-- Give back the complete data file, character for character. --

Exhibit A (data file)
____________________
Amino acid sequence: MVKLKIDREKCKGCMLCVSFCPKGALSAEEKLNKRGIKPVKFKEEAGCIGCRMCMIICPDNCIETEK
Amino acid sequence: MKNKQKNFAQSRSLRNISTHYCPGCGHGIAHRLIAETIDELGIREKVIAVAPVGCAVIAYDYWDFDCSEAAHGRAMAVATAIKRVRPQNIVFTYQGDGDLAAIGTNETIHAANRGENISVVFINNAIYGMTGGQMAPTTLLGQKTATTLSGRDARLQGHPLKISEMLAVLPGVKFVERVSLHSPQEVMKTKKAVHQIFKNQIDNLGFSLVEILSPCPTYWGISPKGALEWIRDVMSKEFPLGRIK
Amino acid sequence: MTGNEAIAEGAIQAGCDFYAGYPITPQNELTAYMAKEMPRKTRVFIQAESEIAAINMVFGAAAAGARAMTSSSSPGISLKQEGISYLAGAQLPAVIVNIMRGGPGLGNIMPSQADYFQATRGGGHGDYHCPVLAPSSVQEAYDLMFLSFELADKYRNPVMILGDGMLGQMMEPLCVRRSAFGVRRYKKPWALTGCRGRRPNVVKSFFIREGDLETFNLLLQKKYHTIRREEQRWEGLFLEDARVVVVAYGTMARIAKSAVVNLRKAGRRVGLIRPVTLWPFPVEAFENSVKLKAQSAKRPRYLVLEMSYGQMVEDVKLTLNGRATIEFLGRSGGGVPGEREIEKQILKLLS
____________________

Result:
Amino acid sequence: MVKLKIDREKCKGCMLCVSFCPKGALSAEEKLNKRGIKPVKFKEEAGCIGCRMCMIICPDNCIETEK
Amino acid sequence: MKNKQKNFAQSRSLRNISTHYCPGCGHGIAHRLIAETIDELGIREKVIAVAPVGCAVIAYDYWDFDCSEAAHGRAMAVATAIKRVRPQNIVFTYQGDGDLAAIGTNETIHAANRGENISVVFINNAIYGMTGGQMAPTTLLGQKTATTLSGRDARLQGHPLKISEMLAVLPGVKFVERVSLHSPQEVMKTKKAVHQIFKNQIDNLGFSLVEILSPCPTYWGISPKGALEWIRDVMSKEFPLGRIK
Amino acid sequence: MTGNEAIAEGAIQAGCDFYAGYPITPQNELTAYMAKEMPRKTRVFIQAESEIAAINMVFGAAAAGARAMTSSSSPGISLKQEGISYLAGAQLPAVIVNIMRGGPGLGNIMPSQADYFQATRGGGHGDYHCPVLAPSSVQEAYDLMFLSFELADKYRNPVMILGDGMLGQMMEPLCVRRSAFGVRRYKKPWALTGCRGRRPNVVKSFFIREGDLETFNLLLQKKYHTIRREEQRWEGLFLEDARVVVVAYGTMARIAKSAVVNLRKAGRRVGLIRPVTLWPFPVEAFENSVKLKAQSAKRPRYLVLEMSYGQMVEDVKLTLNGRATIEFLGRSGGGVPGEREIEKQILKLLS